“One of the first targets for organ rejection,” she went on, “is the endothelial cell. That’s where the blood, which contains the antibody to the sugar, can meet the grafted organ. We’ve been trying to alter the sugar’s gene in the pig probably since 1992 when we started understanding how important it was in the porcine-human immune response. We tried using different methodologies; then at the publication of Dolly the sheep five years ago, switched to nuclear transfer cloning.
“Now, as we report in Science,” Greenstein continued, “we have the first nuclear-transferred litter of swine four healthy piglets which have half, so far, of the genetic modification that knocks out that sugar gene. Our four piglets, females, were born last September and October. They’re all doing wonderfully.”
Greenstein narrated her group’s approach to eliminating the graft rejection gene from their mini-pigs: “Our strategy was first of all to trace the gal transferase enzyme to its gene in the pig genome, then sequence that gene. So we constructed a recombinant targeting DNA vector homologous to the gene by almost 23 kilobases and deliberately inserted a sequence mistake, a stop codon, to knock the gene out. That way, if our mutation got inserted at an appropriate part of the genome it would be unable to make a full copy of the rejection enzyme.
“Finally, we generated a primary cell line fetal fibroblasts and exposed them to the vector. Then we selected those cell lines that have incorporated that piece of DNA in the right place in the genome. We then grew up those cells, which serve as donor of the nucleus. This was put into an enucleated oocyte, which went on to the cloning technology.”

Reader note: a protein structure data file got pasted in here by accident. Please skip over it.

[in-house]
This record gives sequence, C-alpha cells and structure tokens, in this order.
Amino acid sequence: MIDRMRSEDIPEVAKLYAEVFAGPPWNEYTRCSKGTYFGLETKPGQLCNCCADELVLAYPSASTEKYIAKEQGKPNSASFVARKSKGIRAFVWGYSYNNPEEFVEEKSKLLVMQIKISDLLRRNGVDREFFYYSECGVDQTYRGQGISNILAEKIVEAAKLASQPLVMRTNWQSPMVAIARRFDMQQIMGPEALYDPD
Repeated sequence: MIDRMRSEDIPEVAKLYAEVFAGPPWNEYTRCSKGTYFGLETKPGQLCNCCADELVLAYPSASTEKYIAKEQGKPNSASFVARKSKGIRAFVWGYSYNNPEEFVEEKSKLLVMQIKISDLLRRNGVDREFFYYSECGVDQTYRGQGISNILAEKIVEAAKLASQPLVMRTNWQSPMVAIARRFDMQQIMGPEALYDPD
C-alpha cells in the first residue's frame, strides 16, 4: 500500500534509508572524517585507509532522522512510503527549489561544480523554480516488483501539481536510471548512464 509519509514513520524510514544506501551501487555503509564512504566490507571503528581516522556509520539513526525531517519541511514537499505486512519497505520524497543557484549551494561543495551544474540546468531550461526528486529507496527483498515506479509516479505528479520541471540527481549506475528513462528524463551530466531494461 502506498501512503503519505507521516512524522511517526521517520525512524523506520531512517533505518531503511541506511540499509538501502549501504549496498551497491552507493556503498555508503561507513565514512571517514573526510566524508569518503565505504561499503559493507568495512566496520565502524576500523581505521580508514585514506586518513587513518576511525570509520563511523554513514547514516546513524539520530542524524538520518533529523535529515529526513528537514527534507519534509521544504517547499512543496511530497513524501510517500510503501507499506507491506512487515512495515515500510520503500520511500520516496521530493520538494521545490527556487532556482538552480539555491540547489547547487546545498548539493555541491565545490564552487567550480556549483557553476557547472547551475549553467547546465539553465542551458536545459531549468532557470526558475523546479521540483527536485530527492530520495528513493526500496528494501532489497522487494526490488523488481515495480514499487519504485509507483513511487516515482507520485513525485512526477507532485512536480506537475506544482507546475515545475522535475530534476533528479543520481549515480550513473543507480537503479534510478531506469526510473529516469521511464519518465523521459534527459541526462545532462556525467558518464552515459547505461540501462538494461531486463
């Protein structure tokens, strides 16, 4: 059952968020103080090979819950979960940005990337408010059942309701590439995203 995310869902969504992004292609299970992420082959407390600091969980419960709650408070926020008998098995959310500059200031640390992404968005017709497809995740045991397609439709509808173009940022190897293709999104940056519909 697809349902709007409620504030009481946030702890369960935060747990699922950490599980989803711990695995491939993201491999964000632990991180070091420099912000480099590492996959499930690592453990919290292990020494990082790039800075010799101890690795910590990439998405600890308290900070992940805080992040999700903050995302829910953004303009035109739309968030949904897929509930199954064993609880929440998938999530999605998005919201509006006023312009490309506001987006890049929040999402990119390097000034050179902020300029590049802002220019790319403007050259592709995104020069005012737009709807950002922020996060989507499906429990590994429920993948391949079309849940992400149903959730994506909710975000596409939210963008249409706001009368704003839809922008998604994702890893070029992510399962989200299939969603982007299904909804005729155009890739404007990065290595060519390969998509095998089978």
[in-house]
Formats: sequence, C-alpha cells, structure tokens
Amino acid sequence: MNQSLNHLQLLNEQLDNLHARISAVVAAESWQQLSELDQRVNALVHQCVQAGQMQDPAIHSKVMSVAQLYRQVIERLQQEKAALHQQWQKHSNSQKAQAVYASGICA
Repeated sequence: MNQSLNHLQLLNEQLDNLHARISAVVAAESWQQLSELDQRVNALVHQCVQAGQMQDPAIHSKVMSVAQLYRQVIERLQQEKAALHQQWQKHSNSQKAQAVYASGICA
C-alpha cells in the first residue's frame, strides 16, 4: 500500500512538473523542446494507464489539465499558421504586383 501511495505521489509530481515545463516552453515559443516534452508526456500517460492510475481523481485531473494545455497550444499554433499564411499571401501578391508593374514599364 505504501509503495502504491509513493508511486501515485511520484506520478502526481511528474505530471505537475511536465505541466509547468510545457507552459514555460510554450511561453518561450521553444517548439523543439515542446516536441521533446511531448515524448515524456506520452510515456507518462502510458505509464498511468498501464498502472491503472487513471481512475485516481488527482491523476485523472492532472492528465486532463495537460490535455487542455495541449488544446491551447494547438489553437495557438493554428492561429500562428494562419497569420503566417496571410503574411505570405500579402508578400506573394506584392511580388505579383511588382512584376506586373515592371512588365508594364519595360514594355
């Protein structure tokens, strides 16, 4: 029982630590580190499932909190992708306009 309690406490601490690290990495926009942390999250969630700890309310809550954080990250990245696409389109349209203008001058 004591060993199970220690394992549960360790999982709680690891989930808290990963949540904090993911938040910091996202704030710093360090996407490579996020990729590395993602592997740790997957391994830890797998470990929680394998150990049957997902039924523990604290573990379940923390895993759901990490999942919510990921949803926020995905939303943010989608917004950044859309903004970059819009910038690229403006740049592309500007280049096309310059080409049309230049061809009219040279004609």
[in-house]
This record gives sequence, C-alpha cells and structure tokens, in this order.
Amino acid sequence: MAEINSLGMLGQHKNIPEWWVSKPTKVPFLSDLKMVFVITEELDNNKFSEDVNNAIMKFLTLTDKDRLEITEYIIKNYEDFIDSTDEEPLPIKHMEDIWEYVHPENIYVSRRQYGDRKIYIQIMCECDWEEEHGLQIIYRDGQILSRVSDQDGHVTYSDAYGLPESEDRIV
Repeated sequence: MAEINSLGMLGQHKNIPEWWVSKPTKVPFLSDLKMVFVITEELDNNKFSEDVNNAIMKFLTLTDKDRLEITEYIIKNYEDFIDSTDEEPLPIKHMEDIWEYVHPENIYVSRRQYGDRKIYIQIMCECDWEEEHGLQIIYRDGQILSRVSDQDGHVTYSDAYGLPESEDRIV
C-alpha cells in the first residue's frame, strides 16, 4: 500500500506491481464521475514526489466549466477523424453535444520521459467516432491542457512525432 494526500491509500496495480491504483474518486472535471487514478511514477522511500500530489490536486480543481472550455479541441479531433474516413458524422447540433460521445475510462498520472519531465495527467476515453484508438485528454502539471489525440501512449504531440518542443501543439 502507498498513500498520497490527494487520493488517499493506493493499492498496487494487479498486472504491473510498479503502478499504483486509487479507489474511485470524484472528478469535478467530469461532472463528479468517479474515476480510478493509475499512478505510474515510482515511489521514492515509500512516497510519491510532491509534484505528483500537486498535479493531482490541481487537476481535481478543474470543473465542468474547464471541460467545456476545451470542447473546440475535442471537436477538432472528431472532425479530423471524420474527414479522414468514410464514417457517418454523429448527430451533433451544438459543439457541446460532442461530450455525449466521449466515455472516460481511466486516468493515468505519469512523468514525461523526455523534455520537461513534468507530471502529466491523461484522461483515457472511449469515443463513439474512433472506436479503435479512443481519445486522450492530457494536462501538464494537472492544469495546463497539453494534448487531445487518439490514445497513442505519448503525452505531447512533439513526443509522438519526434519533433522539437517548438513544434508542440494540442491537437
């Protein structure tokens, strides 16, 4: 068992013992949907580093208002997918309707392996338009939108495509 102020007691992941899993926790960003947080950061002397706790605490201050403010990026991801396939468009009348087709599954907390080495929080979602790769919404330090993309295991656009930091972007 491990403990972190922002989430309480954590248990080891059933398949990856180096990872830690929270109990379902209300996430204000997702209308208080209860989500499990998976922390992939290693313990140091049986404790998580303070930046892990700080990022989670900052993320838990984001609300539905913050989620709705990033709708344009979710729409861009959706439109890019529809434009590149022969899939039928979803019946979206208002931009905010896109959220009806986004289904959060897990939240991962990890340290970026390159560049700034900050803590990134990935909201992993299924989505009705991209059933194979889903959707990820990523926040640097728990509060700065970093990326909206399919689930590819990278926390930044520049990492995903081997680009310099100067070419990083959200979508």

She then transferred the genetically modified fibroblast cells to Randall Prather at the University of Missouri.
Nuclear Transfer Completes Cloning Process
“Immerge BioTherapeutics did the genetic modifications to the donor cells from the NIH miniature pigs,” Prather told BioWorld Today. “They froze the cells, then shipped them to us. We obtained mature eggs via in vitro maturation from domestic non-miniature pigs. After the eggs matured, in about 48 hours, we put them under the microscope and removed their chromosomes and mature DNA. We next transferred in the knocked-out cells that Immerge had sent us and fused the two cells together with an electric pulse that also kick-started the development program. This electrical jolt kind of tricked them into believing that they were fertilized.
“After culturing the cells overnight,” he recounted, “the next day we surgically transferred the clones to ordinary domestic sow surrogates. Then following 114 days of gestation we did a Caesarian to recover the offspring. There were seven piglets total, and three of them passed away, so we now have four healthy mini-swine. Those four knockout piglets are all heterozygotic, which means only one of their two genes carries the anti-rejection mutation. The other one is still there and functioning,” Prather observed, “so their cells still have the sugar molecule on their surface. When the piglets reach maturity,” Prather concluded, “we’ll breed them, and after some brother-sister matings, we hope to end up with animals that have both alleles that is, homozygotes making them resistant to hyper-acute graft rejection.”